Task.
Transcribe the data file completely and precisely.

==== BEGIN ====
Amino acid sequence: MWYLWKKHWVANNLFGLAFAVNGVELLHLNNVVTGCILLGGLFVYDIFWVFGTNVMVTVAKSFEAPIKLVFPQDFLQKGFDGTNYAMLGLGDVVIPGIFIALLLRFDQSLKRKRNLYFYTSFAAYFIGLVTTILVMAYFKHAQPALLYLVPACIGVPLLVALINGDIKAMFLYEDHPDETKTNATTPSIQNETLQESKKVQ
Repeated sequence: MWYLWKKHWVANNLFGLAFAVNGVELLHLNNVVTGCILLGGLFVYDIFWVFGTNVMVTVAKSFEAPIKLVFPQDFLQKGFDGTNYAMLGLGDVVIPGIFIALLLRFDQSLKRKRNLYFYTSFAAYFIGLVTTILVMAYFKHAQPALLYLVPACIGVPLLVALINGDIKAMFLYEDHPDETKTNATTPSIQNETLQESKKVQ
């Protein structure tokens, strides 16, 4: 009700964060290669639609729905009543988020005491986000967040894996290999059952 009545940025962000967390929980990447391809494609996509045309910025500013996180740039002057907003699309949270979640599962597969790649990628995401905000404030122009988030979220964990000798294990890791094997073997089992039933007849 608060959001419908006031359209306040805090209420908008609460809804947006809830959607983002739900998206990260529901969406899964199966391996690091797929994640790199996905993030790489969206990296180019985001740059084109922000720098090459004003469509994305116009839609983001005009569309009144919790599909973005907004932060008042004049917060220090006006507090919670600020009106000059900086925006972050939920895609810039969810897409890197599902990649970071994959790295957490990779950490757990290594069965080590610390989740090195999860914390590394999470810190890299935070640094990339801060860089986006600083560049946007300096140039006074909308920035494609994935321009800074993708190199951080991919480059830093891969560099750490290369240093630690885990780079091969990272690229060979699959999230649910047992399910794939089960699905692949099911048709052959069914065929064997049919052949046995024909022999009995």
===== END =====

Amino acid sequence: MWYLWKKHWVANNLFGLAFAVNGVELLHLNNVVTGCILLGGLFVYDIFWVFGTNVMVTVAKSFEAPIKLVFPQDFLQKGFDGTNYAMLGLGDVVIPGIFIALLLRFDQSLKRKRNLYFYTSFAAYFIGLVTTILVMAYFKHAQPALLYLVPACIGVPLLVALINGDIKAMFLYEDHPDETKTNATTPSIQNETLQESKKVQ
Repeated sequence: MWYLWKKHWVANNLFGLAFAVNGVELLHLNNVVTGCILLGGLFVYDIFWVFGTNVMVTVAKSFEAPIKLVFPQDFLQKGFDGTNYAMLGLGDVVIPGIFIALLLRFDQSLKRKRNLYFYTSFAAYFIGLVTTILVMAYFKHAQPALLYLVPACIGVPLLVALINGDIKAMFLYEDHPDETKTNATTPSIQNETLQESKKVQ
């Protein structure tokens, strides 16, 4: 009700964060290669639609729905009543988020005491986000967040894996290999059952 009545940025962000967390929980990447391809494609996509045309910025500013996180740039002057907003699309949270979640599962597969790649990628995401905000404030122009988030979220964990000798294990890791094997073997089992039933007849 608060959001419908006031359209306040805090209420908008609460809804947006809830959607983002739900998206990260529901969406899964199966391996690091797929994640790199996905993030790489969206990296180019985001740059084109922000720098090459004003469509994305116009839609983001005009569309009144919790599909973005907004932060008042004049917060220090006006507090919670600020009106000059900086925006972050939920895609810039969810897409890197599902990649970071994959790295957490990779950490757990290594069965080590610390989740090195999860914390590394999470810190890299935070640094990339801060860089986006600083560049946007300096140039006074909308920035494609994935321009800074993708190199951080991919480059830093891969560099750490290369240093630690885990780079091969990272690229060979699959999230649910047992399910794939089960699905692949099911048709052959069914065929064997049919052949046995024909022999009995």